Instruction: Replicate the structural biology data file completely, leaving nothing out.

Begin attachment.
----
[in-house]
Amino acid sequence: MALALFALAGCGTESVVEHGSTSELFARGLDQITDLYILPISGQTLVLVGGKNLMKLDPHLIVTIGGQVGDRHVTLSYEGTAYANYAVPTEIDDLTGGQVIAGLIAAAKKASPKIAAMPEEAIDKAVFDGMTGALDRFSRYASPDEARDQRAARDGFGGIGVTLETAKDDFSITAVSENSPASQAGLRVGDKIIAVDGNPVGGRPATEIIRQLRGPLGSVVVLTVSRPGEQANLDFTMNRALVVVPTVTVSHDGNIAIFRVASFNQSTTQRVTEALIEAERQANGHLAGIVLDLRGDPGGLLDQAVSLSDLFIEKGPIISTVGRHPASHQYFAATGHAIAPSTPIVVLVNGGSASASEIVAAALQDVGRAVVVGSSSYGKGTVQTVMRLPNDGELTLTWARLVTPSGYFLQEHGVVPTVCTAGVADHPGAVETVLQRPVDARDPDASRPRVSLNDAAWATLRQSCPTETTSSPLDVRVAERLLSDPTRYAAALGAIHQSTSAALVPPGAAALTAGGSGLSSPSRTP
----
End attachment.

[in-house]
Amino acid sequence: MALALFALAGCGTESVVEHGSTSELFARGLDQITDLYILPISGQTLVLVGGKNLMKLDPHLIVTIGGQVGDRHVTLSYEGTAYANYAVPTEIDDLTGGQVIAGLIAAAKKASPKIAAMPEEAIDKAVFDGMTGALDRFSRYASPDEARDQRAARDGFGGIGVTLETAKDDFSITAVSENSPASQAGLRVGDKIIAVDGNPVGGRPATEIIRQLRGPLGSVVVLTVSRPGEQANLDFTMNRALVVVPTVTVSHDGNIAIFRVASFNQSTTQRVTEALIEAERQANGHLAGIVLDLRGDPGGLLDQAVSLSDLFIEKGPIISTVGRHPASHQYFAATGHAIAPSTPIVVLVNGGSASASEIVAAALQDVGRAVVVGSSSYGKGTVQTVMRLPNDGELTLTWARLVTPSGYFLQEHGVVPTVCTAGVADHPGAVETVLQRPVDARDPDASRPRVSLNDAAWATLRQSCPTETTSSPLDVRVAERLLSDPTRYAAALGAIHQSTSAALVPPGAAALTAGGSGLSSPSRTP